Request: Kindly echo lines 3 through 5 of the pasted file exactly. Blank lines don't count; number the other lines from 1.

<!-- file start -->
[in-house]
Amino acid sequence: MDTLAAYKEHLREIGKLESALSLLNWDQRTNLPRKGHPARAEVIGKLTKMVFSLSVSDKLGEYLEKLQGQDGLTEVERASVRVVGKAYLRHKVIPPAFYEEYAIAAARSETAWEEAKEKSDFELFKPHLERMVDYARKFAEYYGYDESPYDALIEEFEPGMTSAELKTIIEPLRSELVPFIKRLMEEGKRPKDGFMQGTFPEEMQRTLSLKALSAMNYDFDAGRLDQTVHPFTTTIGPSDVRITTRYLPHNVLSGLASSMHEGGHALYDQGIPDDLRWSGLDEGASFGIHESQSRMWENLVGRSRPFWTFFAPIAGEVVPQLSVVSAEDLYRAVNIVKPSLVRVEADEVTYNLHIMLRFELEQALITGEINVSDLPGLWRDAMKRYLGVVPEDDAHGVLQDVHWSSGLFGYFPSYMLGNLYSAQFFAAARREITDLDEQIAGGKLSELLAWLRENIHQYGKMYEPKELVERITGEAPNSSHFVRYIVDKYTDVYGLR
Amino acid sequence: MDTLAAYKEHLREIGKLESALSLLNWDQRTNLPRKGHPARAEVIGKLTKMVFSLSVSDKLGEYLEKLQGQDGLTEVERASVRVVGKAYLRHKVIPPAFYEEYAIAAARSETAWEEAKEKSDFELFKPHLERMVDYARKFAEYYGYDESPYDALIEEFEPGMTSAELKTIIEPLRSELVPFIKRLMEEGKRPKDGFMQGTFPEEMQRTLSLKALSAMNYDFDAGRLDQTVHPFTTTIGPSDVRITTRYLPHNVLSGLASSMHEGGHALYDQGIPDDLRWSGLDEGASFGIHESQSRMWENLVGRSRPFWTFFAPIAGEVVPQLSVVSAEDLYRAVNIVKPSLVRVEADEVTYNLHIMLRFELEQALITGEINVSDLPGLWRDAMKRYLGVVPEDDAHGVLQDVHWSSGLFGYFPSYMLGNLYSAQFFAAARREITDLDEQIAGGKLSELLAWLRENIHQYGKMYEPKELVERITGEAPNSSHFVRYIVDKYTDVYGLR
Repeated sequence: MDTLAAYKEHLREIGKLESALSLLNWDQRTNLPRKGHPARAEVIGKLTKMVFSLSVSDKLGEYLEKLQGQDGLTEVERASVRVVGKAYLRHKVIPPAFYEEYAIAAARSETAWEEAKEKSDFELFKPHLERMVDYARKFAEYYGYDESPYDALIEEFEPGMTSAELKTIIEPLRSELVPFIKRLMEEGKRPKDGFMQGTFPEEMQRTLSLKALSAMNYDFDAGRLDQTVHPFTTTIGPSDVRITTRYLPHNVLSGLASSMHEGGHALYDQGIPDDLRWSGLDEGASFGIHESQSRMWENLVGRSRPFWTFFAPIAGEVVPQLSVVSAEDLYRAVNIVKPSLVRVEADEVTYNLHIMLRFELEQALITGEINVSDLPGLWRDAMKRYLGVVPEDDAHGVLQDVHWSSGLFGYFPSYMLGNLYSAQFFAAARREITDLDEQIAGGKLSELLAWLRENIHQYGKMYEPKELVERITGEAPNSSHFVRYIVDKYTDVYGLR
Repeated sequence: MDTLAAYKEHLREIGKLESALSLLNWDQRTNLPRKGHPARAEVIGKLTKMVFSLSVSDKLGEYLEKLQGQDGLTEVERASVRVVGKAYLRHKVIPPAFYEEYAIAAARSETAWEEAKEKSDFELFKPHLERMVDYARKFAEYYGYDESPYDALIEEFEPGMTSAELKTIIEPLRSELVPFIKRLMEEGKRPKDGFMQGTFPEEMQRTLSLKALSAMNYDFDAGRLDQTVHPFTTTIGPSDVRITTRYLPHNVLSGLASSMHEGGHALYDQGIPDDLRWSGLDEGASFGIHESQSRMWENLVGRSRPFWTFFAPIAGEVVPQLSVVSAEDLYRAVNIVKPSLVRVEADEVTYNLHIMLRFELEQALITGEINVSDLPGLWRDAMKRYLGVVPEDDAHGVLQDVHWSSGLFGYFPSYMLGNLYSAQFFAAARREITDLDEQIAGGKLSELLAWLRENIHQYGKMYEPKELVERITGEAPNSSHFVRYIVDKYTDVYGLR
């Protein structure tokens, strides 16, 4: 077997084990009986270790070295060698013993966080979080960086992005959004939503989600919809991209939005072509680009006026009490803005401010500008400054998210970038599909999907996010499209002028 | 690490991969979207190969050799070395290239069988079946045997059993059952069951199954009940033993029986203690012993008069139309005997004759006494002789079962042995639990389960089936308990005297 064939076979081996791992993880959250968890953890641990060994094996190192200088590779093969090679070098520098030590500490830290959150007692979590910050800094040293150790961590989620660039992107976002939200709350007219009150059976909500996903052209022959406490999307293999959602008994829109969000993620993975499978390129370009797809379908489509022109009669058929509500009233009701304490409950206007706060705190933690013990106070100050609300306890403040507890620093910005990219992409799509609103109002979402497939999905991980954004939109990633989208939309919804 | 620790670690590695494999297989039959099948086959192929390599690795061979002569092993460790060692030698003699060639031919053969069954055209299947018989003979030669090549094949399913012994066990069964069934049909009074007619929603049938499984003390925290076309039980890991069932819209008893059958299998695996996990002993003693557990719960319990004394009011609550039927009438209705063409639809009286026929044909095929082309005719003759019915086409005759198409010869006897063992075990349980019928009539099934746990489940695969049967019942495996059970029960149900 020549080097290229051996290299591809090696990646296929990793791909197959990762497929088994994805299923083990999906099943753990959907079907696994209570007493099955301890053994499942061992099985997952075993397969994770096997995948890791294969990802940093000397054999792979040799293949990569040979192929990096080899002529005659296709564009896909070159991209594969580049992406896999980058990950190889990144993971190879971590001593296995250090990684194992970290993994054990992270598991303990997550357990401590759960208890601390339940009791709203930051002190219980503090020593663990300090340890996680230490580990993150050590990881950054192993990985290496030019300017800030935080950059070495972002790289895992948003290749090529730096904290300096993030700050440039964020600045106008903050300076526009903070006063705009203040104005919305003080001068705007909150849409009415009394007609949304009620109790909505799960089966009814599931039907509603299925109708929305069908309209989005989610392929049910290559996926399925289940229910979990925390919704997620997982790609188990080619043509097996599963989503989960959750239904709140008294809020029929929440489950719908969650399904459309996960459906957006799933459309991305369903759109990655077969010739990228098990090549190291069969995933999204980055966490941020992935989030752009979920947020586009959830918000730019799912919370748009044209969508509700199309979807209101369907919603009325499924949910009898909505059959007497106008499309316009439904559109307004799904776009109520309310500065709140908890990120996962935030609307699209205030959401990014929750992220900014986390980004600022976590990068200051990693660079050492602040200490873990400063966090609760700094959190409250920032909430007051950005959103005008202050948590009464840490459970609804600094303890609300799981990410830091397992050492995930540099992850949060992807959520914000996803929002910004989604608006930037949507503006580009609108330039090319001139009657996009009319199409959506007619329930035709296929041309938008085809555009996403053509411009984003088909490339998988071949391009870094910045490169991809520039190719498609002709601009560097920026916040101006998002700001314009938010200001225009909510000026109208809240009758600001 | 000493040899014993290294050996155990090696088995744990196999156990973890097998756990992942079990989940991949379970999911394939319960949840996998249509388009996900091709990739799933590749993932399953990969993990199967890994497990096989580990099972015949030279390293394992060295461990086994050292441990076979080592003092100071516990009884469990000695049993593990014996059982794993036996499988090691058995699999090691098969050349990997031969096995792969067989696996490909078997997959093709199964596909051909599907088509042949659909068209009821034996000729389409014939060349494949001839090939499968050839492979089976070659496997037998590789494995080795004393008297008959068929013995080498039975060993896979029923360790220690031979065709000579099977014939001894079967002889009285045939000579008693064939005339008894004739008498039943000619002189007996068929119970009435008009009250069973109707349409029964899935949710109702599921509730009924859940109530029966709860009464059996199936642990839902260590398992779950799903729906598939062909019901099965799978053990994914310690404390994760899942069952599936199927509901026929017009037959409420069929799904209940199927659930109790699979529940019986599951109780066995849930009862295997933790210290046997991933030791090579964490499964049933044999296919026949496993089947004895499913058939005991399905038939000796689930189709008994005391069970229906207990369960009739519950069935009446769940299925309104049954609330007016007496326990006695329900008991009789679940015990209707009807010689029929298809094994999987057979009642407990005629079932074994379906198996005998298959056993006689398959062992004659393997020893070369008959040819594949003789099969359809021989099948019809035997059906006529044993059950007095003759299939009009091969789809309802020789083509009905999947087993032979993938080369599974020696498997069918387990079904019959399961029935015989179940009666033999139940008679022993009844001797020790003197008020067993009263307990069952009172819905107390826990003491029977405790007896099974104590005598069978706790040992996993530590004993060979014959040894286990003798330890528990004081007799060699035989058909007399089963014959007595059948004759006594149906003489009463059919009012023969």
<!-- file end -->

Amino acid sequence: MDTLAAYKEHLREIGKLESALSLLNWDQRTNLPRKGHPARAEVIGKLTKMVFSLSVSDKLGEYLEKLQGQDGLTEVERASVRVVGKAYLRHKVIPPAFYEEYAIAAARSETAWEEAKEKSDFELFKPHLERMVDYARKFAEYYGYDESPYDALIEEFEPGMTSAELKTIIEPLRSELVPFIKRLMEEGKRPKDGFMQGTFPEEMQRTLSLKALSAMNYDFDAGRLDQTVHPFTTTIGPSDVRITTRYLPHNVLSGLASSMHEGGHALYDQGIPDDLRWSGLDEGASFGIHESQSRMWENLVGRSRPFWTFFAPIAGEVVPQLSVVSAEDLYRAVNIVKPSLVRVEADEVTYNLHIMLRFELEQALITGEINVSDLPGLWRDAMKRYLGVVPEDDAHGVLQDVHWSSGLFGYFPSYMLGNLYSAQFFAAARREITDLDEQIAGGKLSELLAWLRENIHQYGKMYEPKELVERITGEAPNSSHFVRYIVDKYTDVYGLR
Repeated sequence: MDTLAAYKEHLREIGKLESALSLLNWDQRTNLPRKGHPARAEVIGKLTKMVFSLSVSDKLGEYLEKLQGQDGLTEVERASVRVVGKAYLRHKVIPPAFYEEYAIAAARSETAWEEAKEKSDFELFKPHLERMVDYARKFAEYYGYDESPYDALIEEFEPGMTSAELKTIIEPLRSELVPFIKRLMEEGKRPKDGFMQGTFPEEMQRTLSLKALSAMNYDFDAGRLDQTVHPFTTTIGPSDVRITTRYLPHNVLSGLASSMHEGGHALYDQGIPDDLRWSGLDEGASFGIHESQSRMWENLVGRSRPFWTFFAPIAGEVVPQLSVVSAEDLYRAVNIVKPSLVRVEADEVTYNLHIMLRFELEQALITGEINVSDLPGLWRDAMKRYLGVVPEDDAHGVLQDVHWSSGLFGYFPSYMLGNLYSAQFFAAARREITDLDEQIAGGKLSELLAWLRENIHQYGKMYEPKELVERITGEAPNSSHFVRYIVDKYTDVYGLR
Repeated sequence: MDTLAAYKEHLREIGKLESALSLLNWDQRTNLPRKGHPARAEVIGKLTKMVFSLSVSDKLGEYLEKLQGQDGLTEVERASVRVVGKAYLRHKVIPPAFYEEYAIAAARSETAWEEAKEKSDFELFKPHLERMVDYARKFAEYYGYDESPYDALIEEFEPGMTSAELKTIIEPLRSELVPFIKRLMEEGKRPKDGFMQGTFPEEMQRTLSLKALSAMNYDFDAGRLDQTVHPFTTTIGPSDVRITTRYLPHNVLSGLASSMHEGGHALYDQGIPDDLRWSGLDEGASFGIHESQSRMWENLVGRSRPFWTFFAPIAGEVVPQLSVVSAEDLYRAVNIVKPSLVRVEADEVTYNLHIMLRFELEQALITGEINVSDLPGLWRDAMKRYLGVVPEDDAHGVLQDVHWSSGLFGYFPSYMLGNLYSAQFFAAARREITDLDEQIAGGKLSELLAWLRENIHQYGKMYEPKELVERITGEAPNSSHFVRYIVDKYTDVYGLR